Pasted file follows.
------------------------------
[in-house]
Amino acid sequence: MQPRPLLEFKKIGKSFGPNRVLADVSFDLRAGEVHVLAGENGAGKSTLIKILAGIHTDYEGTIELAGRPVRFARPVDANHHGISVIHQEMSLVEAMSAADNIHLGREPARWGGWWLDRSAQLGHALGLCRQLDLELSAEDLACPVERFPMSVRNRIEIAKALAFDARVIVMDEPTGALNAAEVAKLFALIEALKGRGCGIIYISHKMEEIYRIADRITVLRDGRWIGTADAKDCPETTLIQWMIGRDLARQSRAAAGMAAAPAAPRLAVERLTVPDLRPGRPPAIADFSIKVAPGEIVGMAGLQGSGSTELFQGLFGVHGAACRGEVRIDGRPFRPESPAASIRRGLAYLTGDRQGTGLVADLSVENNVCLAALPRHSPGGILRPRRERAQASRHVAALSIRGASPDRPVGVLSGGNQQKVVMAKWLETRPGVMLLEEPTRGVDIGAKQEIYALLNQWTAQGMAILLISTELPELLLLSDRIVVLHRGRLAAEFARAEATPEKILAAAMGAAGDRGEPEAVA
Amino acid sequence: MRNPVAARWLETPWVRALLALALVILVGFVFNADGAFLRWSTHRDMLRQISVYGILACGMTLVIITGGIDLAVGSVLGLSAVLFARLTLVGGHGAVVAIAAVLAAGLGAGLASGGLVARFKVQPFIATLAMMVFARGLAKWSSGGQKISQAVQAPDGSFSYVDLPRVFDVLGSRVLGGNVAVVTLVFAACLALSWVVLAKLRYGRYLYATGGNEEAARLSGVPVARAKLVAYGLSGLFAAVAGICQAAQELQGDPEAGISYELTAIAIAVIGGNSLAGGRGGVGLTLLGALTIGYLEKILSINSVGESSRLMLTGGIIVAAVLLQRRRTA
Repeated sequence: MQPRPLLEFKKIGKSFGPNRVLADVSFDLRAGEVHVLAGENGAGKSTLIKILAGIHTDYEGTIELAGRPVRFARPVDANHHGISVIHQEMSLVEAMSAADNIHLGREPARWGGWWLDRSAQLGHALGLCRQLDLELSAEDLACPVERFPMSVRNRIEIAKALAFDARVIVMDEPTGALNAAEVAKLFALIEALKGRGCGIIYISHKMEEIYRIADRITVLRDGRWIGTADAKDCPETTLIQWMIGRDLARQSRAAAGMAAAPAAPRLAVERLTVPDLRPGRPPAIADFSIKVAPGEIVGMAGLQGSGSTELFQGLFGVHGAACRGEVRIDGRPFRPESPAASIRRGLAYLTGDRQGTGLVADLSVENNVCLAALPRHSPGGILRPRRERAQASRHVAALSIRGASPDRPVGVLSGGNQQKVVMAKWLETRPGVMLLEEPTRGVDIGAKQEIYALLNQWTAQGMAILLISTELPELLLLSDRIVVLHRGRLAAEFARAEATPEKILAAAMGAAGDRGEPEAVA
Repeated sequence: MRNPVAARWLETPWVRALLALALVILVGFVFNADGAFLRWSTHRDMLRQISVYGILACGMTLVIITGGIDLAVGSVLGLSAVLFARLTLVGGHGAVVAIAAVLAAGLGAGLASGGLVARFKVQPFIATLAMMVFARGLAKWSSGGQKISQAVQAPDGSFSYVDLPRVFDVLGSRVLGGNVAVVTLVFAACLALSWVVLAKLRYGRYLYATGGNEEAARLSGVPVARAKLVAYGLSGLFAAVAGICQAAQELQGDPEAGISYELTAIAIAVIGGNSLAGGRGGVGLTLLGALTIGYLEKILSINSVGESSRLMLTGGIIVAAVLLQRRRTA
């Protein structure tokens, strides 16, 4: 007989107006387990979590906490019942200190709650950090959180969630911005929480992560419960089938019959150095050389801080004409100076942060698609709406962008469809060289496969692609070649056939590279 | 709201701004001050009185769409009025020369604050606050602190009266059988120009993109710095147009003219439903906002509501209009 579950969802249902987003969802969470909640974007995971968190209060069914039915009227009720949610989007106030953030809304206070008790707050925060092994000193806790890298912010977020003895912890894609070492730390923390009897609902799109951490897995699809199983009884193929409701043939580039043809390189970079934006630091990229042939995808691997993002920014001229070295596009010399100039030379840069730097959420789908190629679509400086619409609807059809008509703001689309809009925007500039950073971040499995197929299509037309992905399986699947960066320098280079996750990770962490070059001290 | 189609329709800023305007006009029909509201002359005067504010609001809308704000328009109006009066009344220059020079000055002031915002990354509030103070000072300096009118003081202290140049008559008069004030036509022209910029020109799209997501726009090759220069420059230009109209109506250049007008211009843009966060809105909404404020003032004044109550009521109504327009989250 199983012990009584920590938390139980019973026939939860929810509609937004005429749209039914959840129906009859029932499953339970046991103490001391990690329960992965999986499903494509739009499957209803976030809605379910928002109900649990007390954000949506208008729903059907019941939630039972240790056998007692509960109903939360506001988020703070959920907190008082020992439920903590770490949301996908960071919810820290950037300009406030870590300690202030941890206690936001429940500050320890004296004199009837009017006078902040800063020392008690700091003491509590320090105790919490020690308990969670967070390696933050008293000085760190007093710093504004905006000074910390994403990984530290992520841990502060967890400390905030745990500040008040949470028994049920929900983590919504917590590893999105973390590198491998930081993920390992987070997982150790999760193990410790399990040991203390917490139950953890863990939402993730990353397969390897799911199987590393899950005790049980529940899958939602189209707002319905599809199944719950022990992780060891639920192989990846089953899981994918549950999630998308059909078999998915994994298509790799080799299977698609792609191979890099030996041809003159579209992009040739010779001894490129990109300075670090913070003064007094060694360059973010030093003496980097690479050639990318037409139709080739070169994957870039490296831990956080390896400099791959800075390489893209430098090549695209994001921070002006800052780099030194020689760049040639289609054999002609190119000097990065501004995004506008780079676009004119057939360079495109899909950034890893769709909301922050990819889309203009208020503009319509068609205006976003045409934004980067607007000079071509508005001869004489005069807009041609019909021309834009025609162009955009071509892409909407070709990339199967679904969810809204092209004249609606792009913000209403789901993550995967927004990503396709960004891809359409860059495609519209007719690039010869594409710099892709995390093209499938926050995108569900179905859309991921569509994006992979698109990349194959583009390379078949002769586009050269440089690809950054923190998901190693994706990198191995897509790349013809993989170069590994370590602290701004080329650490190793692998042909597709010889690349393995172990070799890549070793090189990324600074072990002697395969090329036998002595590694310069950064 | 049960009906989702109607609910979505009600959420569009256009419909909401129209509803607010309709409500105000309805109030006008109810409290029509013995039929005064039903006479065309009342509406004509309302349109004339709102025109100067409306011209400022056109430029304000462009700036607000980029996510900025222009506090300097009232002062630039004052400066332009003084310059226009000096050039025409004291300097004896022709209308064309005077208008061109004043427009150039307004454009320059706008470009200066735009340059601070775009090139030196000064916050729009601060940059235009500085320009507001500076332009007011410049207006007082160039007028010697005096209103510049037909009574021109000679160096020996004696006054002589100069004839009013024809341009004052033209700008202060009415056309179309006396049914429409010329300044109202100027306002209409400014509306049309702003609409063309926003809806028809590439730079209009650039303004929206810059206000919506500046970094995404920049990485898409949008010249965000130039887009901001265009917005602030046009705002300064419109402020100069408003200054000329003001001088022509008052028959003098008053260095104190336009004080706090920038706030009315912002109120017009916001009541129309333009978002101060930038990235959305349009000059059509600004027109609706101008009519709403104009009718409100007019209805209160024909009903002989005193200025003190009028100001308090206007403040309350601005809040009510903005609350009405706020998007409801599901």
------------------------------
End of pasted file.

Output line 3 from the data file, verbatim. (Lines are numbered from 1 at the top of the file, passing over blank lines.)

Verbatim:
Amino acid sequence: MRNPVAARWLETPWVRALLALALVILVGFVFNADGAFLRWSTHRDMLRQISVYGILACGMTLVIITGGIDLAVGSVLGLSAVLFARLTLVGGHGAVVAIAAVLAAGLGAGLASGGLVARFKVQPFIATLAMMVFARGLAKWSSGGQKISQAVQAPDGSFSYVDLPRVFDVLGSRVLGGNVAVVTLVFAACLALSWVVLAKLRYGRYLYATGGNEEAARLSGVPVARAKLVAYGLSGLFAAVAGICQAAQELQGDPEAGISYELTAIAIAVIGGNSLAGGRGGVGLTLLGALTIGYLEKILSINSVGESSRLMLTGGIIVAAVLLQRRRTA